NAOS (Zeta Puppis). All stars amaze, from the brightest to dimmest, all remarkable concentrations of matter that run -- or have run -- on some form of nuclear fusion that converts matter to energy. But some amaze more than others. Below Sirius, in the great craft of the Argonauts, Argo, lies Naos, the Greek name meaning "the ship." Argo is so large that in the nineteenth century, astronomers took to breaking it into parts, Carina, the Keel (which contains Canopus), Vela, the Sails, and Puppis, the Stern. Naos, the Zeta star of Argo, fell into Puppis, and is now known also as Zeta Puppis. At the dim end of second magnitude (2.25), Naos seems to be just one more star scattered below the Larger Dog. In fact it is one of the brightest O stars (O5) in the sky, class O being the rarest and hottest of all normally classified stars. Its large distance of 1400 light years shows it to be visually 22,000 times more luminous than the Sun. Its high temperature of 42,000 Kelvin, however, causes most of the star's radiation to be emitted in the invisible ultraviolet, and when that is taken into account, the total luminosity comes in at three-quarters of a million times solar. For us to be comfortable with such a star, our Earth would have to orbit at a distance 20 times that of Pluto from the Sun. Its high luminosity and temperature show it to have a mass as much as 60 times solar, almost half the maximum allowed for stars, and to be an evolved supergiant. With a radius 17 times solar, the star is dying and is most likely now fusing helium into carbon and oxygen in its core. Typical of its breed, the enormous brightness helps produce a wind that blows erratically at a fierce 2300 kilometers per second, the star losing over a millionth of a solar mass a year. While that may sound small, it is 10 million times the rate lost in the solar wind, which is powerful enough to produce aurorae and comet tails. The star's evolutionary state and winds have altered the chemical nature of the surface, Naos having twice as much helium as normal and probably enriched in nitrogen too. Naos is a fine example of a class O "runaway" star, one that has been ejected at high speed (nearly 100 km/s) from its place of origin, Naos's in the neighboring constellation Vela. Over the past one to two million years, much of its short life, the star has moved some 500 light years. Such stars are invariably single and spin much faster than normal O stars, Naos at least 220 kilometers per second at its equator, 100 times the Sun's rotation speed. No one knows exactly how massive stars can get such a high kick. One theory suggests that runaways are sent flying when a companion explodes, another that these stars are ejected by gravitational interactions within a birth cluster. Whatever the case, Naos itself will almost certainly explode as a supernova sometime within the astronomically near future.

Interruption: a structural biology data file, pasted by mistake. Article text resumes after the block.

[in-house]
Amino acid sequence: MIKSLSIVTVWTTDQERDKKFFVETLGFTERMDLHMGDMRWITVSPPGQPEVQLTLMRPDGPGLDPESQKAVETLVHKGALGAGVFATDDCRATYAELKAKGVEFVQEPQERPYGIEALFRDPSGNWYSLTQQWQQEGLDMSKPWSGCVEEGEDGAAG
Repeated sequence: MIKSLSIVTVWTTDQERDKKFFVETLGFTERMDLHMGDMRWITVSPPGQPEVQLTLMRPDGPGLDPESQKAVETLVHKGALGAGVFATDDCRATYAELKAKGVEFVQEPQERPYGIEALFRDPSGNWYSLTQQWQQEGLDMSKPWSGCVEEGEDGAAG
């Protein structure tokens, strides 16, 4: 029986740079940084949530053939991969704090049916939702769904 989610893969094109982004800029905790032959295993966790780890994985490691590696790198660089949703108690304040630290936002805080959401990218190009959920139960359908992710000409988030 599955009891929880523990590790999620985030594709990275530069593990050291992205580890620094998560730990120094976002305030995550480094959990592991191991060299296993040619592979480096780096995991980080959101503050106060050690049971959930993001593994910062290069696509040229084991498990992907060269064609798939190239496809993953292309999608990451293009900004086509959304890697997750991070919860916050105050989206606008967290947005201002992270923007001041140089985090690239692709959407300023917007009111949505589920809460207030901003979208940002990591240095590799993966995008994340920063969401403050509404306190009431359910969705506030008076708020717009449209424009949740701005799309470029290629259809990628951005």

Update 2008: Analysis of Naos's motion shows it to have been ejected two and a half million years ago from a cluster called Trumpler 10, and that its distance is 970 light years rather than 1400. The star is now some 8.5 degrees, roughly 400 light years, away from the cluster. The new distance lowers the star's luminosity to 360,000 Suns, the radius to 11 times solar, and the mass to 40 Suns (though others derive 22.5 solar masses).
Zeta Pup The triangle that makes the lower part of Canis Major is at upper left. Naos, Zeta Puppis, seems to have been ejected 2.5 million years ago from the cluster Trumpler 10, which now lies 8.5 degrees, or some 400 light years, away.
Written by Jim Kaler 3/26/99; last updated 7/25/08. Return to STARS.